This seminar, presented by Professor Martha Pollak, explores cabinets like those once owned by the diarist, ecologist, and wannabe urbanist John Evelyn in the context of the secretive inclinations of the mid-seventeenth century, and with the search for meaning in objects and nature. When the Victoria and Albert Museum recently reopened its early modern galleries of decorative arts, among the large objects stood John Evelyn’s imposing cabinet made of pietre dure and ebony (W24-1977). Its inclusion in the “European” rather than English galleries signified the position of the much-quoted diarist, ecologist, and wannabe urbanist as an influential traveller to the continent.
This sizeable and costly piece of show furniture was not, however, the only such item that Evelyn had brought back in his clobber from the continent. A much more modest museum in London, the Geffrye (styled as the Museum of the Home) houses another of his cabinets (46-1979). Also imposing, but veneered in carved black ebony rather than colourful semi-precious stone, this cabinet survived among his descendants’ possession—unloved, and indeed secreting a trove of papers so uncared for that they were negligently used to make tailor’s dress patterns. Folded among the cabinets numerous and hidden drawers, the trove of papers eventually turned out to be—to a knowledgeable visitor—parts of Evelyn’s vast correspondence and most of his now-famed diaries.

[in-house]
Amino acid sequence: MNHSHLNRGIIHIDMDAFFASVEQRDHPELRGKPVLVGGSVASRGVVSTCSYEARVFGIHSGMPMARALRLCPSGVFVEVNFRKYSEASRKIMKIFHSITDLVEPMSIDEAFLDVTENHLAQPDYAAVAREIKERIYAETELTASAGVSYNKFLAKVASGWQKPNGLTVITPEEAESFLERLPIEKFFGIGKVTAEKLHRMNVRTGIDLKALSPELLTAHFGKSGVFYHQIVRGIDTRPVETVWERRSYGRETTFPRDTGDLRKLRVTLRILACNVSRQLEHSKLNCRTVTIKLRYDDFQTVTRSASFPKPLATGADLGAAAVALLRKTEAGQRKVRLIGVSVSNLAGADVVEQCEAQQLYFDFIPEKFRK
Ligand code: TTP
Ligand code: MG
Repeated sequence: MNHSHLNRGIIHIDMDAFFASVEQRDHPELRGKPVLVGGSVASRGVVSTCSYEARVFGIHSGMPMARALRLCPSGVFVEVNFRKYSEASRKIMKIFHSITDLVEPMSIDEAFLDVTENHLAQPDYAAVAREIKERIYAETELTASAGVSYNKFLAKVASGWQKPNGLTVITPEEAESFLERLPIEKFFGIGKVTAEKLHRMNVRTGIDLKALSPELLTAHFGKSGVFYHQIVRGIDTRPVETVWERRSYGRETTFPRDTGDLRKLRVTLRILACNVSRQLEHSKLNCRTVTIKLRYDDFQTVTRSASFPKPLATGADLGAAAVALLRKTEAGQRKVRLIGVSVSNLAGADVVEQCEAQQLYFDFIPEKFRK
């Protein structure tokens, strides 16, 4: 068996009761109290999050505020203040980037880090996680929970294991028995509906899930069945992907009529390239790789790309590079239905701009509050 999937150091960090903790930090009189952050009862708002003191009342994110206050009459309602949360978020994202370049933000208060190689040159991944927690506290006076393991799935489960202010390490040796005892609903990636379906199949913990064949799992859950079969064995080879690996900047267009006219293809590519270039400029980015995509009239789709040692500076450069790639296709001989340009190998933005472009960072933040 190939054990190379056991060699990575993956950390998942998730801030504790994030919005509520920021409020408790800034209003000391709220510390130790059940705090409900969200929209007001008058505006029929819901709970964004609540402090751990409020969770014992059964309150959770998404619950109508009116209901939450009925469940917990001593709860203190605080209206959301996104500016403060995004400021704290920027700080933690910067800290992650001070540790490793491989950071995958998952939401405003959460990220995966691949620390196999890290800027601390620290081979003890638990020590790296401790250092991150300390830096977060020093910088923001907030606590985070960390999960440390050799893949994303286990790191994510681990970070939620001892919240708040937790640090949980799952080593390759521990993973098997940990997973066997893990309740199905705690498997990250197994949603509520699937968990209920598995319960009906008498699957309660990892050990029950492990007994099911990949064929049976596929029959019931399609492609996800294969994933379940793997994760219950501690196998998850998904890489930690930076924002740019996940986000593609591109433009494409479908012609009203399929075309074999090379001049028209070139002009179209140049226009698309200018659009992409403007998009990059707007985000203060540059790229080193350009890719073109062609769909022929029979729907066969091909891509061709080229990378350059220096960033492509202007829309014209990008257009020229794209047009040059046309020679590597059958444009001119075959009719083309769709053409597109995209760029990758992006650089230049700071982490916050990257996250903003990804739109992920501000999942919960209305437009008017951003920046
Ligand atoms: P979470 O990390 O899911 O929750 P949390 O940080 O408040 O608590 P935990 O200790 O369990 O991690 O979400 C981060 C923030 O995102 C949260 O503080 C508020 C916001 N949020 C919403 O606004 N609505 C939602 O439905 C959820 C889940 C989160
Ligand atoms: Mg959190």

Martha Pollak is Professor of Architectural History at the University of Illinois at Chicago.
Her work focuses on issues of urbanisation and on early modern architecture; among her recent books is ‘Cities at War in Early Modern Europe’ (Cambridge, 2010). She has served as book review editor for the ‘Journal of the Society of Architectural Historians’ and as Visiting Professor at the Courtauld Institute of Art and at the Technion in Haifa. She is a contributor to the ‘Giornale dell’architettura’, where she writes about contemporary architecture, museum exhibitions, and urban design.
Image: The John Evelyn Cabinet. 1644-46. Victoria & Albert Museum, London